Vietnam’s Religious Leaders Highlight Harassment of Pastor in Prison

Vietnamese religious leaders have appealed to the government to put an end to the harassment in prison of a Mennonite pastor and investigate other abuses against “prisoners of conscience.”

Vietnamese religious leaders have appealed to the government to put an end to the harassment in prison of a Mennonite pastor and investigate other abuses against “prisoners of conscience.”
In a letter Thursday to Vietnam’s President Truong Tan Sang and Public Security Minister Tran Dai Quang, the 14 churchmen called especially for a halt to the ill treatment in jail of pastor Nguyen Cong Chinh, who earlier this month was forced to stand before fellow prisoners to be verbally attacked by officials after he wrote a note to prison guards urging an improvement in prison conditions.
Chinh, who is also an activist, was sentenced to 11 years in prison in 2012 for "undermining unity" by maintaining ties with dissident groups and distributing material deemed to have “slandered” government authorities.
The religious leaders, representing the Protestant, Catholic, Buddhist, Cao Dai, and Hoa Hao faiths, also sent their petition to the United Nations Human Rights Council.
“We strongly condemn terrorist acts against prisoners, especially prisoners of conscience,” the letter said, calling for "accountability" for abuses.
“We urge the government to investigate police officers and prison officials and take immediate steps to stop all activities and policies that go against the law and international conventions on human rights,” it said.
Chinh is currently held at the An Phuoc prison in Vietnam’s southern Binh Duong province.
His note to prison guards complaining about prison conditions was also signed by other inmates and sent outside the jail, infuriating authorities, sources said.
Wife told of abuse
Chinh described the abusive public criticism he endured to his wife Tran Thi Hong during a prison visit on May 21, and she in turn reported it to friends, the sources said.
“I heard that [Chinh] is being publicly criticized in prison,” Protestant pastor Le Quang Du, one of those who signed the petition, told RFA’s Vietnamese Service on Friday.
“We don’t agree with this, and so we have to express our concern so that the government of Vietnam can see what they are doing wrong,” he said.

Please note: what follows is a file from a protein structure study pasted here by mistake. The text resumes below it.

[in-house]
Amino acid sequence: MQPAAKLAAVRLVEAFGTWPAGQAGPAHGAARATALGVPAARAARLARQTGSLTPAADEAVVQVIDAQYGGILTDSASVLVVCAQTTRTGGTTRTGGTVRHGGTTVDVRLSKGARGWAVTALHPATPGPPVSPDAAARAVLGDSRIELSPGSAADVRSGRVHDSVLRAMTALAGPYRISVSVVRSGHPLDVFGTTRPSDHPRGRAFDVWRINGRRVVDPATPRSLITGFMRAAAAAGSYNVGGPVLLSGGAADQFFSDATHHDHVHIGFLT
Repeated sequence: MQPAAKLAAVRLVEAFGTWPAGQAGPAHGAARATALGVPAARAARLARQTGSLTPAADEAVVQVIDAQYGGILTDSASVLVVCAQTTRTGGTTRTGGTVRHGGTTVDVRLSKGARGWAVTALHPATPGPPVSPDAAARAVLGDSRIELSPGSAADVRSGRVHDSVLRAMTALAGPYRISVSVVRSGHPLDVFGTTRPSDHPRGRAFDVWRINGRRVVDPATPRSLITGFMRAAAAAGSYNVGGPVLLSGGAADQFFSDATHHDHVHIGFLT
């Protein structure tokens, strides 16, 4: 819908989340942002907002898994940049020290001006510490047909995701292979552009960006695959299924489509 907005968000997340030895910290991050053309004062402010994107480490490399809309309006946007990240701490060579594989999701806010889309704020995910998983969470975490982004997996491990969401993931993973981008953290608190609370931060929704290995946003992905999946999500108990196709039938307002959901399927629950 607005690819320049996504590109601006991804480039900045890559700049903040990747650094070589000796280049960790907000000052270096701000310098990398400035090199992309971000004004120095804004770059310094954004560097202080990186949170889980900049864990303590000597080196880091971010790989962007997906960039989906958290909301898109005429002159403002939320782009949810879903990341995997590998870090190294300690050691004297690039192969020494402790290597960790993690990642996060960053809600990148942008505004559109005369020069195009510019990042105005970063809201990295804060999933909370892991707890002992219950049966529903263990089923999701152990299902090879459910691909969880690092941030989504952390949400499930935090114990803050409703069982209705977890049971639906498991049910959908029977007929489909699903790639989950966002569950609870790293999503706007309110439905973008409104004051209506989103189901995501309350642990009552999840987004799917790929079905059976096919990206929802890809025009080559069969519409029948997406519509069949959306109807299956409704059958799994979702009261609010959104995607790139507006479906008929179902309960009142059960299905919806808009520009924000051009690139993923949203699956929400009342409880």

“They can’t just do whatever they want to a prisoner,” he added.
In August 2013, Chinh was beaten in An Phuoc prison when guards incited prisoners to attack him, and in May 2012 was assaulted by police while praying in his cell, according to his wife.
“Recently, illegal acts including assaulting, torturing, and ill-treating prisoners are happening more often in prisons managed by the Ministry of Police,” said the petition sent on Thursday, calling also for an end to the “mental and physical terrorizing of prisoners daring to stand up against unfairness, and of prisoners of conscience.”
The petition pointed also to increased incidents of “corruption and cuts in food rations, or asking for bribes from prisoners in exchange for better conditions.”
Vietnam’s constitution guarantees freedom of belief and religion, but religious activity is closely monitored and remains under state control.
Earlier this week, relatives of two jailed Vietnamese online activists who backed protests against China over a territorial dispute with Hanoi in the South China Sea said they are being regularly harassed in prison.
Citizen journalist Ta Phong Tan, a former policewoman who has received international awards for her work, is facing abuse from her fellow inmates, while fellow dissident Ngo Hao is suffering from ill treatment to the point that he is threatening suicide, their relatives said after visiting them.
Both were jailed after campaigning online in defense of Vietnam’s territorial integrity in the South China Sea as well as human rights and democracy.
In its latest country report on Vietnam, New York-based Human Rights Watch said that it had received information on several cases of police abuse, torture, and the killing of detainees in the Southeast Asian nation during 2013.